These places are the opposite of hotspots! Recently, COVID-19 in Canada has been almost non-existent in some parts of the country. New data shows that six provinces and all three territories actually had regions with zero cases for at least two weeks.

With new data and modelling released by the Public Health Agency of Canada, we can see how COVID-19 is affecting different parts of the country in different ways.

There's a map of the country that has different health regions colour coded.

These colour shades are based on the incidence rate of cases per 100,000 people for the last 14 days, as of September 21.

During that time, there were quite a few places where the rate was actually zero.

That means there have been no new COVID-19 cases reported there in those two weeks.

Six provinces had at least one region like that and all three territories had the same, too.

All of those provinces are east of Saskatchewan, and includes Ontario and Quebec, even though they are some of the hardest-hit places in the country.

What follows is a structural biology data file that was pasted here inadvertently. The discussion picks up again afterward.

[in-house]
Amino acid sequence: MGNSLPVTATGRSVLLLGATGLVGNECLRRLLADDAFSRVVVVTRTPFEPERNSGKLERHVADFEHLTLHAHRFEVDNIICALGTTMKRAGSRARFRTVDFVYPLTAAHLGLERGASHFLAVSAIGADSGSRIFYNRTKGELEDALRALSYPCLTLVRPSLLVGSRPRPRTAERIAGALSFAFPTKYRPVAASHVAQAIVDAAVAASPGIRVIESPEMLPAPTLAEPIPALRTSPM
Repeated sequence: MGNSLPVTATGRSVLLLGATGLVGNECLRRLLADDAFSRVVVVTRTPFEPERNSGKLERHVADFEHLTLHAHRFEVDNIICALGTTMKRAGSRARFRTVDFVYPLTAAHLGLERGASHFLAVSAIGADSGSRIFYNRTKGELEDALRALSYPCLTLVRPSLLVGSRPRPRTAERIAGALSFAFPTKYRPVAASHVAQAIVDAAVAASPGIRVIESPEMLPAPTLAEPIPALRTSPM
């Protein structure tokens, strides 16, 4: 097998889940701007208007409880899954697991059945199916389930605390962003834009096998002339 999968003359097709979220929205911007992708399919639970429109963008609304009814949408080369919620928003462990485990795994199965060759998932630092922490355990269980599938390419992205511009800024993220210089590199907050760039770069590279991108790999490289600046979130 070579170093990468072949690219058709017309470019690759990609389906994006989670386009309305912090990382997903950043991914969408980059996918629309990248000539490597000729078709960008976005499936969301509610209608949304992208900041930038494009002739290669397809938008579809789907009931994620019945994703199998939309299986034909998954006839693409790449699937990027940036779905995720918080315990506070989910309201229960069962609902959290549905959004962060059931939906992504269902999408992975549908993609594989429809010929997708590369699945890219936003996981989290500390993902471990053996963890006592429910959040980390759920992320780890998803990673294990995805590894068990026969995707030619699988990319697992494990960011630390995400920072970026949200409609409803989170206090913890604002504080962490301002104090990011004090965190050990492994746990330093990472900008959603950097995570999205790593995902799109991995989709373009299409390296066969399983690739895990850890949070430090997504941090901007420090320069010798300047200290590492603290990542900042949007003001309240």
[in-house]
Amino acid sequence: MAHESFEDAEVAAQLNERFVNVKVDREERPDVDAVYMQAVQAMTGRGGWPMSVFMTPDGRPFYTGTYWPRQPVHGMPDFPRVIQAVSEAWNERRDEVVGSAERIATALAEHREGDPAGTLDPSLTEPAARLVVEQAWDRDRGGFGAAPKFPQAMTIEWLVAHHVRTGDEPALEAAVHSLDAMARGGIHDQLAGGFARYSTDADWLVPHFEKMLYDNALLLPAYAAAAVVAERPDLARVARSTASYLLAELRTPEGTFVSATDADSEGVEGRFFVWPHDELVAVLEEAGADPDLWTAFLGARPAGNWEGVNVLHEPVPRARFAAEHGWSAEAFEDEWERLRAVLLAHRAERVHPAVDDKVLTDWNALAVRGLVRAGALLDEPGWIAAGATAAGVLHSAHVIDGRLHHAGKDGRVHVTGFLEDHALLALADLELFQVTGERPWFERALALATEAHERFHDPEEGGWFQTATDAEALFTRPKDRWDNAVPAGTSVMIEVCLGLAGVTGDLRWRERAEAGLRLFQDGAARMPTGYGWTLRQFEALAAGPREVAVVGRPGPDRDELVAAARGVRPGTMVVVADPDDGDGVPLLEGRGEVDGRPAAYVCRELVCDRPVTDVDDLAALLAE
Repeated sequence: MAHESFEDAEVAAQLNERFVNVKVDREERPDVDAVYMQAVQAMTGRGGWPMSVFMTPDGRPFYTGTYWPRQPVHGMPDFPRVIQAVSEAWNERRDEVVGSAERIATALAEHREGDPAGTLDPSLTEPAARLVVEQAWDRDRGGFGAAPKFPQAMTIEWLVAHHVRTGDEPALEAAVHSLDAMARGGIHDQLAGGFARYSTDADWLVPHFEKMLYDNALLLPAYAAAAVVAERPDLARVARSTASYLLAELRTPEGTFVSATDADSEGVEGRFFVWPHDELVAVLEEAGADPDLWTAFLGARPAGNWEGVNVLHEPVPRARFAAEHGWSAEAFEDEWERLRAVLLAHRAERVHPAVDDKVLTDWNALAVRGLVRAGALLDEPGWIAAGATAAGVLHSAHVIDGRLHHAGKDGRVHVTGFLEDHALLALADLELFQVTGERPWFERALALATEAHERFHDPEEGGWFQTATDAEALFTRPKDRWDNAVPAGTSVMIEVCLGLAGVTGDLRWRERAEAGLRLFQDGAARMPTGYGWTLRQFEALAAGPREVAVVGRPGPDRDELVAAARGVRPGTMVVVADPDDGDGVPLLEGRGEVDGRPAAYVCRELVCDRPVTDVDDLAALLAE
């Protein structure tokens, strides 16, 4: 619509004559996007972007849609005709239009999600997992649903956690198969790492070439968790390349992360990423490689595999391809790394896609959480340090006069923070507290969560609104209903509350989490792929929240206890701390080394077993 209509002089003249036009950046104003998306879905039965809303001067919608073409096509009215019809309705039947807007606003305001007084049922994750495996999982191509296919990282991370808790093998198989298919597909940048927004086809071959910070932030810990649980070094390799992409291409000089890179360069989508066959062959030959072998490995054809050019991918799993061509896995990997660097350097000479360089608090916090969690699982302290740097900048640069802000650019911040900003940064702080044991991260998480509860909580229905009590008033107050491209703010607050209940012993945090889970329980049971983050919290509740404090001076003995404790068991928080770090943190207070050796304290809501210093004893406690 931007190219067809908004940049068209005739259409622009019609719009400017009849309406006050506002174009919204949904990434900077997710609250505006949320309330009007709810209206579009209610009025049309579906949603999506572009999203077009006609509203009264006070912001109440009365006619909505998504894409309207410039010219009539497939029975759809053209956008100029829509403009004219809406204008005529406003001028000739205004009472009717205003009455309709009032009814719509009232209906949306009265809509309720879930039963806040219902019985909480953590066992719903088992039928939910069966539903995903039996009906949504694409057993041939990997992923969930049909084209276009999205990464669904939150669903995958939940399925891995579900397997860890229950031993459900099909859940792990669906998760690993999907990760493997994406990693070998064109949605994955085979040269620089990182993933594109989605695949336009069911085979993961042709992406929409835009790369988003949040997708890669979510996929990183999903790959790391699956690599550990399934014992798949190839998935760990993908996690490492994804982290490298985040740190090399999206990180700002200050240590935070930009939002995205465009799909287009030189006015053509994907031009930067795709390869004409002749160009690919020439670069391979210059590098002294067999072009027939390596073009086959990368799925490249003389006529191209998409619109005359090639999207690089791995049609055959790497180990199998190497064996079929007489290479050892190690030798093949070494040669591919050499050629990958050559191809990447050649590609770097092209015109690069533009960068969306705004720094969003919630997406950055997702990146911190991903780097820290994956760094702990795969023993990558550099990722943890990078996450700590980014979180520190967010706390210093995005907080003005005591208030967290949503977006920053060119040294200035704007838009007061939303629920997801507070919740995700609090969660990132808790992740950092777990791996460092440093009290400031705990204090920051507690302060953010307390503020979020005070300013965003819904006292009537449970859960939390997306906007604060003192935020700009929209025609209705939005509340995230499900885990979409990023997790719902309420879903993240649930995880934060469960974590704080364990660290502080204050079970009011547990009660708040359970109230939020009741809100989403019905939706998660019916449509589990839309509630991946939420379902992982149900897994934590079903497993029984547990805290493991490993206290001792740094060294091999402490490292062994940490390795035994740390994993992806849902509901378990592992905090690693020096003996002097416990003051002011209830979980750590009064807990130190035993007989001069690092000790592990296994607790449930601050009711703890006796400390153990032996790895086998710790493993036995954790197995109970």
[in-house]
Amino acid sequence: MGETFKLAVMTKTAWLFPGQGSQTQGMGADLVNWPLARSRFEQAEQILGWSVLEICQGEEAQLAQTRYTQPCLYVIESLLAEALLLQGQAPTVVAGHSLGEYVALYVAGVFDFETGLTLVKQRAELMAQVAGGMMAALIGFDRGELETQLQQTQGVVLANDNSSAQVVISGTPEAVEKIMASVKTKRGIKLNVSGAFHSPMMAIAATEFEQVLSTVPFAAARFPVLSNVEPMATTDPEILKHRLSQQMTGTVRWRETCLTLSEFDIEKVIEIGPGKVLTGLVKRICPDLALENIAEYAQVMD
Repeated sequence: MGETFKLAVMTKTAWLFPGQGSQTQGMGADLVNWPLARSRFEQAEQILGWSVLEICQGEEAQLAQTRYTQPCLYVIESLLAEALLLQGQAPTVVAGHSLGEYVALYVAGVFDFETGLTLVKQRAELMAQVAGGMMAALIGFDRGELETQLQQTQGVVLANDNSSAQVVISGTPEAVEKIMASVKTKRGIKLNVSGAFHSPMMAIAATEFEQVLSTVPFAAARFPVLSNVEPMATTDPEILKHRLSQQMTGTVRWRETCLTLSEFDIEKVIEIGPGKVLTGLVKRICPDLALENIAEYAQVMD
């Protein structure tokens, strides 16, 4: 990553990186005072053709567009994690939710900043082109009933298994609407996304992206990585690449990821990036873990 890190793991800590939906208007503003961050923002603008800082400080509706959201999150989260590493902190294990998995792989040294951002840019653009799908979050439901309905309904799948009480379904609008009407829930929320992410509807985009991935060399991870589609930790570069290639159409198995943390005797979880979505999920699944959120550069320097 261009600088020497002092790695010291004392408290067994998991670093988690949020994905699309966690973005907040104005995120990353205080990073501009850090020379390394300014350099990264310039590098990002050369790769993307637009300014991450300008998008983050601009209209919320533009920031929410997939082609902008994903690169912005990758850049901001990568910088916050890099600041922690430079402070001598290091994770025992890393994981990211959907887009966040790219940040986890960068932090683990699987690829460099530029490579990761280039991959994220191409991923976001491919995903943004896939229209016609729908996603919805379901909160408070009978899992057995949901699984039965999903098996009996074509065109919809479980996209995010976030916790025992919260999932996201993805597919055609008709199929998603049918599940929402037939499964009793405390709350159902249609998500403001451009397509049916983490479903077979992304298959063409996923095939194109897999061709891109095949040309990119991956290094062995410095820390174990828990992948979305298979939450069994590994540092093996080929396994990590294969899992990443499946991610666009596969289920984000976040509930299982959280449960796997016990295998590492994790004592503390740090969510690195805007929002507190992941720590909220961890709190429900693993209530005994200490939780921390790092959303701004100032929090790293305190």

In Manitoba, the northern health region had no incidence rate as of September 21, but one case was reported on September 23.

Ontario had one place with that rate — the Timiskaming public health unit along the Quebec border in the province's northeast. 

The region's last positive case recovered at the beginning of August.

Quebec's northern regions were also in the same boat.

In Atlantic Canada, there were no high incidence rates during that time.

Only two regions out of seven in New Brunswick didn't have an incidence rate of zero as of September 21.

Even then, their rate remained less than four.

In Nova Scotia, the health region that includes Halifax and Dartmouth was the only place in the province with any rate at all.

In Newfoundland & Labrador, three of the province's four regional health authorities had no incidence rate for the two weeks before September 21.

Nunavut hasn't had a single case of COVID-19 throughout the pandemic.

Yukon and the Northwest Territories have had people test positive, but both had no incidence rate as of September 21.

On the other end of the spectrum, nine health regions in Canada reported 50 to 99 cases per 100,000 people, over that same two week period.

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